More of my Q&A on the power of storytelling from Dr. Kathy Hansen’s A Storied Career blog.
Q: The storytelling movement seems to be growing explosively. Why now? What is it about this moment in human history and culture that makes storytelling so resonant with so many people right now?
A: When was the last time you heard a really funny joke? When was the last time you took the time to practice and tell a terrific yarn at a party? The Internet is full of them, but like the world economy, our storytelling talents have been in recession.
When you see a cave painting created by the ancients of a person on horseback following a large beast with a spear in its side, what story are they telling? Why would they take the time to build the fire, burn the charcoal, and memorialize their victory on a dark and damp cave wall? Because story, no matter how it is told, is essential to bringing meaning and expression to life.
As the noise of advertising, media, and politics has increased over the past 50 years, our attention spans, and therefore our message delivery, has grown dramatically shorter. We have become experts at “low-resolution” communications: The sound bite, 30-second commercial, PowerPoint slides, Twitter’s 140-character character, thumbs-up liking, speed dating, and texts that replace whole words with single letters. The pendulum has swung so far in the direction of burping information like bullets out of a Thompson machine gun, that people are beginning to realize something is missing.
Storytelling is making a resurgence because the social animal in all humans craves context, depth and content in our interaction. A story that involves us as the protagonists, or at least presents a hero we can identify with, that has to overcome great odds to achieve their desires, absolutely parallels the quests in each of our lives. It is an elemental depiction of our most basic instincts and fight for survival.
We have all been in such a hurry to be heard that the dots and dashes in our high tech telegraph communication are losing resonance. We communicate in binary form like the computers we type on. I believe the pendulum is swinging back to what people are starting to long for again: Slowing down and being part of a greater story.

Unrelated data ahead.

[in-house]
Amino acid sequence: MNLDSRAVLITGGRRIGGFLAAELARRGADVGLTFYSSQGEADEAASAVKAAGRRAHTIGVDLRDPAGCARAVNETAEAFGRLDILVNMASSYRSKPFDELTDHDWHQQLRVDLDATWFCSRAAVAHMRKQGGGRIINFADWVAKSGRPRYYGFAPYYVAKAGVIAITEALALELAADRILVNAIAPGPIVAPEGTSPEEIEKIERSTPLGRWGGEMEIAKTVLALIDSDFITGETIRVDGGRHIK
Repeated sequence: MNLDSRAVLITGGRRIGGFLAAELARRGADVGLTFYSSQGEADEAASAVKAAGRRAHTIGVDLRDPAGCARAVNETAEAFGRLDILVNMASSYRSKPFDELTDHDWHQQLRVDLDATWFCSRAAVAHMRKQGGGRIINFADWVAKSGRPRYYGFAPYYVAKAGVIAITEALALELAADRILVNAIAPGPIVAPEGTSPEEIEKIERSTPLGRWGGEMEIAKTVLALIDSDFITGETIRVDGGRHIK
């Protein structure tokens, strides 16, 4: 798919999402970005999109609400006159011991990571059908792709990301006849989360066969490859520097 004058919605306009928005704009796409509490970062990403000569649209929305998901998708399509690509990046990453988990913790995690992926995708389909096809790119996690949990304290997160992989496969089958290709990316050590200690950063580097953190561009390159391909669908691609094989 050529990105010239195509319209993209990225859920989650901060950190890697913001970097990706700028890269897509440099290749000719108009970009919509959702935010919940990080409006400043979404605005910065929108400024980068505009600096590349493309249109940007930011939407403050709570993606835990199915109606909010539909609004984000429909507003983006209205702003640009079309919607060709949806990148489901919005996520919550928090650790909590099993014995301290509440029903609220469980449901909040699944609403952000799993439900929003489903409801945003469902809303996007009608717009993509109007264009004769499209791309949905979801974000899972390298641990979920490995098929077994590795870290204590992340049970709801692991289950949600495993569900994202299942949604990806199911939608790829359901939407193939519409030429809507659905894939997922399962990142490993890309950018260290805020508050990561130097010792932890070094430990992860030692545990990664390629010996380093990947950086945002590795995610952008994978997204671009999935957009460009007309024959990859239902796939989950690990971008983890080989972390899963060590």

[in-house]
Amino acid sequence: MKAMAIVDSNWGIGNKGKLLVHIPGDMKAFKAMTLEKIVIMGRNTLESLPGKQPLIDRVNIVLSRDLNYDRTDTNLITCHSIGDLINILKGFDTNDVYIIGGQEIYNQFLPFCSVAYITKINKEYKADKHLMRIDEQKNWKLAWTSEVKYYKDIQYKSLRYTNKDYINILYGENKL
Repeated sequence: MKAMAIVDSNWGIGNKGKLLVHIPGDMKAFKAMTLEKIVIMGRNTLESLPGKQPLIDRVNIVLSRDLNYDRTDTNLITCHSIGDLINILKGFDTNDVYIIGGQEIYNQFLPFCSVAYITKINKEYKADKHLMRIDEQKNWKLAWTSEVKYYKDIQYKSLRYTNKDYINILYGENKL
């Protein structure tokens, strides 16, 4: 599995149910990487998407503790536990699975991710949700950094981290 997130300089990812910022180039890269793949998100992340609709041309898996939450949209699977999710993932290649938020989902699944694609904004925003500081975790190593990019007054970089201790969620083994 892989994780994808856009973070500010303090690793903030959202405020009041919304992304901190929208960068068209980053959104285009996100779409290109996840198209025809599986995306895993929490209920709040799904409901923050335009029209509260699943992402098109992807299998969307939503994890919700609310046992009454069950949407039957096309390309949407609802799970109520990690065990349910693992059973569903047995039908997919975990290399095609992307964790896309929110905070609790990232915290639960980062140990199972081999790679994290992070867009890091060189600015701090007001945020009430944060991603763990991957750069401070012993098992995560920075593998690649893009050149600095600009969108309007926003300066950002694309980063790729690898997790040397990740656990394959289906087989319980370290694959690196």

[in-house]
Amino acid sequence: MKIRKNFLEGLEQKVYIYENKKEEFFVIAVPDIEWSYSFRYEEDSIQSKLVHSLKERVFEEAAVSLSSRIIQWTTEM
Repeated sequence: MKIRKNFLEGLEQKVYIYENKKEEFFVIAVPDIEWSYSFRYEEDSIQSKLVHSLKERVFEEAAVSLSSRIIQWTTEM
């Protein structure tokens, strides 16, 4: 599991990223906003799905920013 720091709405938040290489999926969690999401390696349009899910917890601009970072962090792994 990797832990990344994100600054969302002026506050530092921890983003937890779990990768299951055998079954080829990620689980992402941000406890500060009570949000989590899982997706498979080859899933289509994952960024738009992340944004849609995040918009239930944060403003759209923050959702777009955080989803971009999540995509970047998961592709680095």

at 11:25 pm
The Whole Story
Little Johnny watched his daddy’s car pass by the
school playground and go into the woods. Curious, he
followed the car and saw Daddy and Aunt Jane in a
passionate embrace. Little Johnny found this so
exciting that he could not contain himself as he ran
home and started to tell his mother, \Mommy, I was at
the playground and I saw Daddy’s car go into the woods
with Aunt Jane. I went back to look and he was giving
Aunt Jane a big kiss, then he helped her take off her
shirt. Then Aunt Jane helped Daddy take his pants off,
then Aunt Jane……..\ At this point Mommy cut him
off and said, \Johnny, this is such an interesting
story, suppose you save the rest of it for supper
time. I want to see the look on Daddy’s face when you
tell it tonight.\ At the dinner table, Mommy asked
little Johnny to tell his story. Johnny started his
story, \I was at the playground and I saw Daddy’s car
go into the woods with Aunt Jane. I went back to look
and he was giving Aunt Jane a big kiss, then he helped
her take off her shirt. Then Aunt Jane helped Daddy
take his pants off, then Aunt Jane and Daddy started
doing the same thing that Mommy and Uncle Bill used to
do when Daddy was in the Army.\
Moral: Sometimes you need to listen to the whole
story before you interrupt.